My dad attended seminary at Columbia University at a time when many of the great theologians of the 20th century emerged. Later on, as a minister in charge of his own large congregation, he was a rather prominent public figure in town and was continually under the spotlight. No matter where I went there was always someone who knew my dad. But whether he was caring for the sick and the poor, celebrating a wedding ceremony, presiding over a funeral, or delivering an inspirational message from the pulpit – Dad always had enormous compassion and the ability to comfort and inspire.

Here are a dozen important lessons I was taught as gifts from my father:

• Treat everyone fairly and respect their dignity, regardless of their station in life.
• Trust people.
• Be friendly and cordial.
• Laugh often, especially at yourself.
• Lead by setting an example.
• Be always prepared for the unexpected.
• Do not accept mediocrity from others but challenge them to perform.
• Always be honorable and above reproach.
• Don’t complain, but always act as if you have the best job in the world.
• Make time for serving others in your community.
• Create a network of influential but reliable people.
• Expect and accept that what you value in life will naturally change as you grow and mature.

At his retirement dinner from active ministry Dad gave a speech I’ll never forget. He said, “People keep asking me if I had it to do over again, would I still have been a Methodist minister all of these years?” Then he pumped his fist in the air and declared emphatically, “You bet I would!”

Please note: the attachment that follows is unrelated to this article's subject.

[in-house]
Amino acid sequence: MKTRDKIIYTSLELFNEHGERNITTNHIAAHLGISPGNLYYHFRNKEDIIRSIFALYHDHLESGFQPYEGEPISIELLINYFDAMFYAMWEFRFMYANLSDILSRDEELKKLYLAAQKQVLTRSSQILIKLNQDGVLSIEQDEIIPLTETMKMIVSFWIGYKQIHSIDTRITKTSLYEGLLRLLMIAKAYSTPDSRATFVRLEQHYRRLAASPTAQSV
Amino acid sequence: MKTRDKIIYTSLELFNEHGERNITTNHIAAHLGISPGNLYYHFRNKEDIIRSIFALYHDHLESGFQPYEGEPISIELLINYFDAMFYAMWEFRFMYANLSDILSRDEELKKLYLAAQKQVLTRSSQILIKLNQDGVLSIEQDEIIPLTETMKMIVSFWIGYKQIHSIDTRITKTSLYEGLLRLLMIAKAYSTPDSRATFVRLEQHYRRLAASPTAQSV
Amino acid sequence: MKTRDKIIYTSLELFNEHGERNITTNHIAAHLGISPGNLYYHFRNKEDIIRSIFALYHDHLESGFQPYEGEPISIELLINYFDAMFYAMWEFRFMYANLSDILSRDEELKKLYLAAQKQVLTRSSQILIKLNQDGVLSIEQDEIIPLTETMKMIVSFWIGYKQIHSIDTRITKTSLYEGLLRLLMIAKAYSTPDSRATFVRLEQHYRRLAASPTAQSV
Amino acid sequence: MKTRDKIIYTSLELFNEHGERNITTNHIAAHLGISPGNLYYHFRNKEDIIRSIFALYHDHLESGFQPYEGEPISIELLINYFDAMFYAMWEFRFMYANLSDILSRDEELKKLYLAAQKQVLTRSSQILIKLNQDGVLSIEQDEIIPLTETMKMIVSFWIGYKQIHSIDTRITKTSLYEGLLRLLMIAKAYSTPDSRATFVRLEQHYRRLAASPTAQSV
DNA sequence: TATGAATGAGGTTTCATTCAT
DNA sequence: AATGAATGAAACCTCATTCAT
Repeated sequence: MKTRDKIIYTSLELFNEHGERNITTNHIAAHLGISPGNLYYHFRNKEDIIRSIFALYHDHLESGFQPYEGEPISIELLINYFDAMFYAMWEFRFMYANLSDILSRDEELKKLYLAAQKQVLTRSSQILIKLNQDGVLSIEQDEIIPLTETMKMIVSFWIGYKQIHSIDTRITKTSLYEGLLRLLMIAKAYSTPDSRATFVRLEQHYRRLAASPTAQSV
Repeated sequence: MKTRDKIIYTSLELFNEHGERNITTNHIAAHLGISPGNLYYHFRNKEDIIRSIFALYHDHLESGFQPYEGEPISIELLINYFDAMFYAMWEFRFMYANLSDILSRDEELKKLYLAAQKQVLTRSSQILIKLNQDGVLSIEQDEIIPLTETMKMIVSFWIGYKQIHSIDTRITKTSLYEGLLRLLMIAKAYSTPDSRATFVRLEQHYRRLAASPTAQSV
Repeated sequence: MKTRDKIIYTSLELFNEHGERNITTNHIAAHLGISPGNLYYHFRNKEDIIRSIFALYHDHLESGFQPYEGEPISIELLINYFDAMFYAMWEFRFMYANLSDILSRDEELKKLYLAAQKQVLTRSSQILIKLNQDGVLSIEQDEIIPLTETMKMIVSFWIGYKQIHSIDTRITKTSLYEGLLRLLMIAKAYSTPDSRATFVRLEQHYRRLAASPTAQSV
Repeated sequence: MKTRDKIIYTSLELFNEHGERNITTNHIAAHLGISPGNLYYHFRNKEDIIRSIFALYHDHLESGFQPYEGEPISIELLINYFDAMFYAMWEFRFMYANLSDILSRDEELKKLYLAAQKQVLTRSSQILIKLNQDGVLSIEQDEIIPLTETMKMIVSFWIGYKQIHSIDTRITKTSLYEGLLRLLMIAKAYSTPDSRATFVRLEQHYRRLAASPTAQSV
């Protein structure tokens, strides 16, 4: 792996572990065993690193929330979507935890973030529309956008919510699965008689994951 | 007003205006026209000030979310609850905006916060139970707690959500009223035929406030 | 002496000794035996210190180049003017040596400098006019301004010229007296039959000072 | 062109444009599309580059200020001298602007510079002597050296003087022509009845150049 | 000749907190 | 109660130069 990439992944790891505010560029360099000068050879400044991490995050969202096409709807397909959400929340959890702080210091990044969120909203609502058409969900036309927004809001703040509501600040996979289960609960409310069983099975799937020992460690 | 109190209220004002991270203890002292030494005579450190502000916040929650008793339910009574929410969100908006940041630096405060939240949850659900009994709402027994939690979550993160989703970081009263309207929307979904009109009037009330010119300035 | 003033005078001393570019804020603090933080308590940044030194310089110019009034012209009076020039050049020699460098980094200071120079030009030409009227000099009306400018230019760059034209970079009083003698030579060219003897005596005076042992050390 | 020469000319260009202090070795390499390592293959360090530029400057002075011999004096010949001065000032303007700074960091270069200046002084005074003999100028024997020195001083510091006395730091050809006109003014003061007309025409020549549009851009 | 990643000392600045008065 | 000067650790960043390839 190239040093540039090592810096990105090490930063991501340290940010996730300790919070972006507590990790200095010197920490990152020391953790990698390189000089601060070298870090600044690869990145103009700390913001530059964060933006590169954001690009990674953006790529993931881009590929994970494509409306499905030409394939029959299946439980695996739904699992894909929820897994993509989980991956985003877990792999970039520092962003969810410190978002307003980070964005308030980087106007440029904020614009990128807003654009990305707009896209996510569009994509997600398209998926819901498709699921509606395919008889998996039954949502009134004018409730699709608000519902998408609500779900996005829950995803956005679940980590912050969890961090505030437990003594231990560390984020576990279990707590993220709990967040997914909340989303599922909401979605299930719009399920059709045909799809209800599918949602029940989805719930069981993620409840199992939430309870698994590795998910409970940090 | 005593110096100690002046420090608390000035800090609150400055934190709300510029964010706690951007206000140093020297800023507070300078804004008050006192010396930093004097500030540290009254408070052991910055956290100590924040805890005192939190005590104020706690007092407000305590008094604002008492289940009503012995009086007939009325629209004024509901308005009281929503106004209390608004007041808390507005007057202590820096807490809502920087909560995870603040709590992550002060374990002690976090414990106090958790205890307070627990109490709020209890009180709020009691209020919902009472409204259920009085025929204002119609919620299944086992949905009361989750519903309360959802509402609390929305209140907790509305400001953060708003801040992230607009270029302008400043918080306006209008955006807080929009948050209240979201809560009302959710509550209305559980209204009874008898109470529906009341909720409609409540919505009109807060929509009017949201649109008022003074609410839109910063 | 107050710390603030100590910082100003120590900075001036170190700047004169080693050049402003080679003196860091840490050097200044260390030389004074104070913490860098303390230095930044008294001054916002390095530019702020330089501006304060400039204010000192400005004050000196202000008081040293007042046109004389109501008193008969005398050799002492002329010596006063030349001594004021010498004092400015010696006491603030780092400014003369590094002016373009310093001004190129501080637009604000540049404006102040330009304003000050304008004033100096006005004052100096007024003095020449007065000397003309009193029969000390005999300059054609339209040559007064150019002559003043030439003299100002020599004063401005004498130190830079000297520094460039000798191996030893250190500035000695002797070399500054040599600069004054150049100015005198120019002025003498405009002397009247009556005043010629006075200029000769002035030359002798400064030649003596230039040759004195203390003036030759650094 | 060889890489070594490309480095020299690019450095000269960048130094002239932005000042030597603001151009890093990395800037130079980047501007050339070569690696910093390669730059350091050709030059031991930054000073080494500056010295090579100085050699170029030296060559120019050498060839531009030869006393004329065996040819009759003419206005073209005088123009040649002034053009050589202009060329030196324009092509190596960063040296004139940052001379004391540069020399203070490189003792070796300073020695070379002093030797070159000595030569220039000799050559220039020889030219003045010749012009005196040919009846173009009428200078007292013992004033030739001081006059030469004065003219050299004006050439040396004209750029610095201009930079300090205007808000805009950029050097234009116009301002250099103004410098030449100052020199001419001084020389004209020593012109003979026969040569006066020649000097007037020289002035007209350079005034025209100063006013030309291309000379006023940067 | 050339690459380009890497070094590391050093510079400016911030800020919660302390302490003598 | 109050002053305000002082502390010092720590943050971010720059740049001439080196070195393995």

My father showed such wonderful passion and commitment throughout his entire life, and Father’s Day is a great opportunity to remember beloved dads. But it’s also a good time to pause and reflect upon everyone who has helped to push you gently into your discomfort zone while setting a personal example of how to overcome setbacks and disappointments. Those are the genuine leaders and guides who help us to keep chasing our goals and dreams, even in the face of challenges and adversity.

Remember those who have shared their gifts of leadership and guidance with you, and ponder the lessons they imparted along the way. Then take a moment to share those with someone else who will also find them valuable. They’ll appreciate your thoughtfulness and help, and generous gestures are what leaving your own memorable leadership legacy is all about.

So who were your major inspirational role models and influencers, and what did they teach? I’d love to hear from you so that I can pass those lessons along to others while benefiting from them myself.

Author's Bio: 

Sarah Hathorn, AICI CIP, CPBS is an internationally distinguished executive coach, corporate consultant, professional speaker, and the founding CEO of her own company, Illustra Consulting. A career acceleration and leadership presence expert, Hathorn created the innovative Predictable Promotion System, a 10-step proprietary process she uses to coach managers aspiring to be directors, directors seeking vice presidential promotions, and VP’s eager to ascend to the C-suite. Hathorn served as a senior level executive for a Fortune 100 company for 25 years, and she has more than 30 years of experience mentoring high potentials for rapid career advancement and extraordinary success.